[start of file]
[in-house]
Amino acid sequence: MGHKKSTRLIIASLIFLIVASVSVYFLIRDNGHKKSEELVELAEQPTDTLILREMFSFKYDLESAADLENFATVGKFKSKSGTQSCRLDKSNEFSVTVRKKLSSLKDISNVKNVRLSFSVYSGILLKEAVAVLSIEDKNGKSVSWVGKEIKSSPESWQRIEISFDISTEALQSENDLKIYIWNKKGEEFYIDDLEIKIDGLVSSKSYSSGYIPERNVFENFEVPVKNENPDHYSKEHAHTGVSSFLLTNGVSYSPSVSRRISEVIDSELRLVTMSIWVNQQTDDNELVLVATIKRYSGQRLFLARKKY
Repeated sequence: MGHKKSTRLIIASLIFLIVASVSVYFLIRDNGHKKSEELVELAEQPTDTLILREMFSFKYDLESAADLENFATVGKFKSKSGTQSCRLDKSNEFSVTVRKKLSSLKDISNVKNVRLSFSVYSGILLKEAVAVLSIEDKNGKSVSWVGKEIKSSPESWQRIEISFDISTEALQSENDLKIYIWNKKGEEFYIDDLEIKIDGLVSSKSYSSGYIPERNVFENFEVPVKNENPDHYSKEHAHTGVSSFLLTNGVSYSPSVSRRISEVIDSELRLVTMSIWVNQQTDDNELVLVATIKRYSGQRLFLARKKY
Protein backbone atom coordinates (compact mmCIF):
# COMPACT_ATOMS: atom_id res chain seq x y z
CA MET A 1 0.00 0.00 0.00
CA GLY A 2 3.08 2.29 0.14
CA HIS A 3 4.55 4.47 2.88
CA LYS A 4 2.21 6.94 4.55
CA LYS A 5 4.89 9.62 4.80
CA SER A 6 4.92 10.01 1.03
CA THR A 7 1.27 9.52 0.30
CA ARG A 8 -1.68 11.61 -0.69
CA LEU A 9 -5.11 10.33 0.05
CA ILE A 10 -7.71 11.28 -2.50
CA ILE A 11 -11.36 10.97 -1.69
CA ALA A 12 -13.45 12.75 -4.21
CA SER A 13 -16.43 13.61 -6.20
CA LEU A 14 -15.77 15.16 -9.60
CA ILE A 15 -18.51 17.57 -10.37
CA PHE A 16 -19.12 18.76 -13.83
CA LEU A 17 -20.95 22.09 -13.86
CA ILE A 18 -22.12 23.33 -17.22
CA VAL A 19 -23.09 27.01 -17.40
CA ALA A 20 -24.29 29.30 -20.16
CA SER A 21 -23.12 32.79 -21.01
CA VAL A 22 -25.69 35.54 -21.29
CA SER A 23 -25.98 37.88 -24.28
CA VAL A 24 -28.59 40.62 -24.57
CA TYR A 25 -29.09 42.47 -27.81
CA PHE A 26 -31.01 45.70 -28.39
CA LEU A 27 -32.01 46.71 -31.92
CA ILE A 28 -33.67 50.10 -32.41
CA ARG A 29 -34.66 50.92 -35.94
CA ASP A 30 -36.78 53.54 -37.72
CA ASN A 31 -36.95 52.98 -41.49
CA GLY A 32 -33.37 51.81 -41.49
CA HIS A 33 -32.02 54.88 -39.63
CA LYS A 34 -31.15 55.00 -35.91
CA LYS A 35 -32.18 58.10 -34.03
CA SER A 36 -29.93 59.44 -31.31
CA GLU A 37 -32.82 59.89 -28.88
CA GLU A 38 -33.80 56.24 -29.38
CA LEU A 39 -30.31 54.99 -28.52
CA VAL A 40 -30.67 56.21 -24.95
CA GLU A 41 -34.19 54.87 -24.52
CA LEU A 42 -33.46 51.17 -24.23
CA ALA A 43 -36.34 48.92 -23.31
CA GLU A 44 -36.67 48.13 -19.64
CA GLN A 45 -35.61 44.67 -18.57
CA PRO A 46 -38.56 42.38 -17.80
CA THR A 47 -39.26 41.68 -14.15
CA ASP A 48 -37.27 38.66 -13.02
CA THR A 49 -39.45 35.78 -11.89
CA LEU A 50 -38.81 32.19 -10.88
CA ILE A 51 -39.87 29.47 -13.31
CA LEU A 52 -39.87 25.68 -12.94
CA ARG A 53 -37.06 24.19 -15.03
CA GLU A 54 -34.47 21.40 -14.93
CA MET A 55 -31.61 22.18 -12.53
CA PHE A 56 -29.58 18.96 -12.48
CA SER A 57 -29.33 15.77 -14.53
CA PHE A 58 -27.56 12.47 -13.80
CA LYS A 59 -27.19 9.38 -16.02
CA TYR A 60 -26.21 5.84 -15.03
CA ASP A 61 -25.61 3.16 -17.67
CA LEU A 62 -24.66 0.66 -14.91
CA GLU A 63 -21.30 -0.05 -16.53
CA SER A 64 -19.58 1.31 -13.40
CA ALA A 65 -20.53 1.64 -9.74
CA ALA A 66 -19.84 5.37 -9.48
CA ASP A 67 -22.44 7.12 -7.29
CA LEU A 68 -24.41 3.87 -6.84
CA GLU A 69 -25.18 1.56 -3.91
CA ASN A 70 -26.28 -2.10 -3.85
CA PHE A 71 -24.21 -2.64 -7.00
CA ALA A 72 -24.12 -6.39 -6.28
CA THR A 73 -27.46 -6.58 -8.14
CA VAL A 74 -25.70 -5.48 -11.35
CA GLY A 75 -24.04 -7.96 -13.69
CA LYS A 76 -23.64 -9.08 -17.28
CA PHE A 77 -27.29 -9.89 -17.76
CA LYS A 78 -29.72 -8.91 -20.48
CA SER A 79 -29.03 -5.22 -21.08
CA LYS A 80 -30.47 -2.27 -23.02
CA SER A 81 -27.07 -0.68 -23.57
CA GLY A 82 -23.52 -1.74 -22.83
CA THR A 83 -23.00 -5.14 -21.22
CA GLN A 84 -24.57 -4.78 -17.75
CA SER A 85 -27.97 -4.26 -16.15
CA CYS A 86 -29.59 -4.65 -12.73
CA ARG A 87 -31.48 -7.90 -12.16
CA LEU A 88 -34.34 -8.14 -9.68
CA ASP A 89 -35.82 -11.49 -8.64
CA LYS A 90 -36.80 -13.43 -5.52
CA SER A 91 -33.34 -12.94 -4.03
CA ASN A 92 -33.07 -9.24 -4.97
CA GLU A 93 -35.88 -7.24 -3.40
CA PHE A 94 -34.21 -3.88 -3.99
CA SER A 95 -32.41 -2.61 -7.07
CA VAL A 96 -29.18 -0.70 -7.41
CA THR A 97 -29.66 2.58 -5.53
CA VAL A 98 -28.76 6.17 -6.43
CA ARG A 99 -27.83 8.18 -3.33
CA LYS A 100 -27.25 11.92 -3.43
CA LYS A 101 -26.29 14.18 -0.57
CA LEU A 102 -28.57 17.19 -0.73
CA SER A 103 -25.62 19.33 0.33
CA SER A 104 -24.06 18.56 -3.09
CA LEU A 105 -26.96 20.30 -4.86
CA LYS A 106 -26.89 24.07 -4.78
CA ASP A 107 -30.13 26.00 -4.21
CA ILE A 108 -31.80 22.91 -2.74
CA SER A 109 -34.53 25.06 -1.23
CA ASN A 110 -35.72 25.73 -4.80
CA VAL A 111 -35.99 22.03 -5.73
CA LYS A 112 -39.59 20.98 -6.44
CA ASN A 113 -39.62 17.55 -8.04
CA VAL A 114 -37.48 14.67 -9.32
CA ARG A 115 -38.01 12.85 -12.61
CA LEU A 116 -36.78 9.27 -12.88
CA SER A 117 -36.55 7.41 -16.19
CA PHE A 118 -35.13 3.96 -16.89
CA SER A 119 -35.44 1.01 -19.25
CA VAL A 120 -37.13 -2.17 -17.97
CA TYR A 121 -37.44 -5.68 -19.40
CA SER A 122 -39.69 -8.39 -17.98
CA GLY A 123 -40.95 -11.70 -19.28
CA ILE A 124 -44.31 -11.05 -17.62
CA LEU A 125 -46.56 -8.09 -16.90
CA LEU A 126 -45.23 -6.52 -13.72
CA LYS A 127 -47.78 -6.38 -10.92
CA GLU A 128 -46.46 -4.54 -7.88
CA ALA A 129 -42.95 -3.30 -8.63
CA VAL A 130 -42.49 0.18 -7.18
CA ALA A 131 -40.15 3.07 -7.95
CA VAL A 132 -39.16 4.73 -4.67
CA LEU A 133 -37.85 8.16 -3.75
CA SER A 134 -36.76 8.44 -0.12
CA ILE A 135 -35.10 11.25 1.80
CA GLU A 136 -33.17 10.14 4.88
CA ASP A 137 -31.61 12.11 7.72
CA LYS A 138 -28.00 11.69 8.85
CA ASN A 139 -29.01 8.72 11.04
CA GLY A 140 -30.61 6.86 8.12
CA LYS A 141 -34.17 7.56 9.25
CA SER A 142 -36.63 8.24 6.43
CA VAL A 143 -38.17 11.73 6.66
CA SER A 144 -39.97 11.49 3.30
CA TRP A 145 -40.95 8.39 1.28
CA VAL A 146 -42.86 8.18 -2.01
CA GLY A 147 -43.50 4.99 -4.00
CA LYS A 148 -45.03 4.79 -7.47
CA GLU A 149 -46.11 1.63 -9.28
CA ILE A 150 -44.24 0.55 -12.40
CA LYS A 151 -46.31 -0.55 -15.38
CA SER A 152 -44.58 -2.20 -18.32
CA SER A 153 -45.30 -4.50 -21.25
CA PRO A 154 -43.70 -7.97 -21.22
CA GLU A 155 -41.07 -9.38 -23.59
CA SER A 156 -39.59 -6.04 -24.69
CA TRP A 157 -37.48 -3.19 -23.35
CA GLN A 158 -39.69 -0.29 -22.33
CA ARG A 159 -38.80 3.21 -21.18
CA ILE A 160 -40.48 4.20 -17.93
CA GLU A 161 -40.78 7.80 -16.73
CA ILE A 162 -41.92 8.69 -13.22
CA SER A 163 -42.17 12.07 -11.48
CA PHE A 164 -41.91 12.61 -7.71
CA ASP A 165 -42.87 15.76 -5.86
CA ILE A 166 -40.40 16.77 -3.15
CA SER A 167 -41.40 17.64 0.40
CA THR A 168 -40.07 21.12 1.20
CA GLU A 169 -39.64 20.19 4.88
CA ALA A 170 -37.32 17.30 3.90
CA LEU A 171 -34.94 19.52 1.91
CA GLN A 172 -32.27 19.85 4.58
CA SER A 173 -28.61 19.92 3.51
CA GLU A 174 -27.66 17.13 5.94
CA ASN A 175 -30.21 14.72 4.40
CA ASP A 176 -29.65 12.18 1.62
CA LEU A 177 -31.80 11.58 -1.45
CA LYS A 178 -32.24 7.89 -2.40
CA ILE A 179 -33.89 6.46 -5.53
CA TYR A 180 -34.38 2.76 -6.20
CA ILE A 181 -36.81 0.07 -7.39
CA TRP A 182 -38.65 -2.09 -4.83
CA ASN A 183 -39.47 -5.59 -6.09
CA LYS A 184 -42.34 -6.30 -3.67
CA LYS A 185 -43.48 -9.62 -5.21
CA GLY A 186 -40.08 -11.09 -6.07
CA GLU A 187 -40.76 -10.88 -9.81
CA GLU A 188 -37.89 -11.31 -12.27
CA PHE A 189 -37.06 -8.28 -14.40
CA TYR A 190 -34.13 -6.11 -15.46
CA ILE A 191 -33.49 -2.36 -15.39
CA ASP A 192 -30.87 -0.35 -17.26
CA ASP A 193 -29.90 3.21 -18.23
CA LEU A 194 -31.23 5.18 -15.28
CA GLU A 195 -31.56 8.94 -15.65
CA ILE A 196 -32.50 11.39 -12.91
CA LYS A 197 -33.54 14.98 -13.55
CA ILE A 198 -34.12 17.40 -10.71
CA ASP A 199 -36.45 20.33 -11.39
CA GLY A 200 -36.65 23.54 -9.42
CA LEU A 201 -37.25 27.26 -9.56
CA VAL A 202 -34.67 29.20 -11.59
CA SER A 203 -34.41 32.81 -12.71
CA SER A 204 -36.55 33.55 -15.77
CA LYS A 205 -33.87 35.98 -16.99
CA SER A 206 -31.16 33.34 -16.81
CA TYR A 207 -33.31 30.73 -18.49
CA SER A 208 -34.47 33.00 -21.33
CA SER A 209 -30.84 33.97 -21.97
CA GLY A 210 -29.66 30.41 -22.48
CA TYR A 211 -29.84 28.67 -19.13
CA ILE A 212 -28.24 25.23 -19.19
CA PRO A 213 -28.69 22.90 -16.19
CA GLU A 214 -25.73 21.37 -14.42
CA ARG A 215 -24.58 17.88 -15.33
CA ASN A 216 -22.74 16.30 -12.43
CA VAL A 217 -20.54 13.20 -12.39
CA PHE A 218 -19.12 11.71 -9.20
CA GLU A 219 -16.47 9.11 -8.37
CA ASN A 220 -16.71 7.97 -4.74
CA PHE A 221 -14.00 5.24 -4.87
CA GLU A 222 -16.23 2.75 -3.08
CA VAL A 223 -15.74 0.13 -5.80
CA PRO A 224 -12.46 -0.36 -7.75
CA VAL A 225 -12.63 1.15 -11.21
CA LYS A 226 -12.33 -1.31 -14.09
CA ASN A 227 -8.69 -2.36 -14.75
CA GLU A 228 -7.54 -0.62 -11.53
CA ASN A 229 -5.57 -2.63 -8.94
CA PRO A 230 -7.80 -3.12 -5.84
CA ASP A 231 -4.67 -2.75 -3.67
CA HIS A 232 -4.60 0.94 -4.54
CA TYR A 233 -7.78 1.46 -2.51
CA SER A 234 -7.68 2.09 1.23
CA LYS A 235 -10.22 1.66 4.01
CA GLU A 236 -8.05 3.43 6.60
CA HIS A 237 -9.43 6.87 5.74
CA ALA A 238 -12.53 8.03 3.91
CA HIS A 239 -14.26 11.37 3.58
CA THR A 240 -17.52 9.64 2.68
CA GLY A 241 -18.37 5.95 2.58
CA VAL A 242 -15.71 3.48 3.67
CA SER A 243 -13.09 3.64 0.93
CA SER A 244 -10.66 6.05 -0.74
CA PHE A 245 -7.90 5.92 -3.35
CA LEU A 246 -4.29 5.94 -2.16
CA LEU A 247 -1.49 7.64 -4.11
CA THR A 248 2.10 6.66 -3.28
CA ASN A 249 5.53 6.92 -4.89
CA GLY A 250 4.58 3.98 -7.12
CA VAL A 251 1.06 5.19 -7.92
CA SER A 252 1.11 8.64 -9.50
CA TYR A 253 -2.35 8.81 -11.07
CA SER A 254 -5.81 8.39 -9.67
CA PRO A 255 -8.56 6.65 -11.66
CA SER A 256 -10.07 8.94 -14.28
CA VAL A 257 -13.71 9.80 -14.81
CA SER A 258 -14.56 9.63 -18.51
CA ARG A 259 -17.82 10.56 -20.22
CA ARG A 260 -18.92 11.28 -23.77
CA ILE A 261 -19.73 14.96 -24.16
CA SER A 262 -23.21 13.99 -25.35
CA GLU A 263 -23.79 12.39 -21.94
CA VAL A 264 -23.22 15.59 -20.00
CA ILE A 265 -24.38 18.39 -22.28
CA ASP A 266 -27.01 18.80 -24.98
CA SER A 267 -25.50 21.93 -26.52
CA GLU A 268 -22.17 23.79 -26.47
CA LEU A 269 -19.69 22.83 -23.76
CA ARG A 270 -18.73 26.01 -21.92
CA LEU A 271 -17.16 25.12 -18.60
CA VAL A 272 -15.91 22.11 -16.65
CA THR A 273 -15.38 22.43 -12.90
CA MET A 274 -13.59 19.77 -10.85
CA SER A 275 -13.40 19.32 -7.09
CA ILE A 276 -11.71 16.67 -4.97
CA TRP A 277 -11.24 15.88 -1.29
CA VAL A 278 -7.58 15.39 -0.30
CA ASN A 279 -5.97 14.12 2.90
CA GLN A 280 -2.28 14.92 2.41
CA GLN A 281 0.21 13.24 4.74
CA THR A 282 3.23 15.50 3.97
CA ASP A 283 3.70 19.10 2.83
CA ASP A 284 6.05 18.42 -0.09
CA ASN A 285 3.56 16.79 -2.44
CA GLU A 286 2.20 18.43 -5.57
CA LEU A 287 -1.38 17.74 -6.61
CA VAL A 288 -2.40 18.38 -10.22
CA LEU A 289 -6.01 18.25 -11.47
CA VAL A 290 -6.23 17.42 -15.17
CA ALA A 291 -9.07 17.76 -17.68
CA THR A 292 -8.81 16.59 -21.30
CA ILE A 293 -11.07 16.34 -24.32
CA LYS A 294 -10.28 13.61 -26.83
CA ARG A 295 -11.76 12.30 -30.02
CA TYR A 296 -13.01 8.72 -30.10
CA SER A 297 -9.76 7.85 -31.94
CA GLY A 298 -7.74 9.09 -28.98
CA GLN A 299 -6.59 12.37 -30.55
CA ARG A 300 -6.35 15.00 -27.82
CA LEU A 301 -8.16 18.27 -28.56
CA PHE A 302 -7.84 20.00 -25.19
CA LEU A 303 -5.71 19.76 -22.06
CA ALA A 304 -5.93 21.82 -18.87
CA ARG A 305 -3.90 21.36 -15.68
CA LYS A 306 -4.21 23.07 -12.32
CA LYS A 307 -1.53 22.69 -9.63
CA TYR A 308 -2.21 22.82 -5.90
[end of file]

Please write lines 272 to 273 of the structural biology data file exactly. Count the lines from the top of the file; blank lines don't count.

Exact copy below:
CA SER A 267 -25.50 21.93 -26.52
CA GLU A 268 -22.17 23.79 -26.47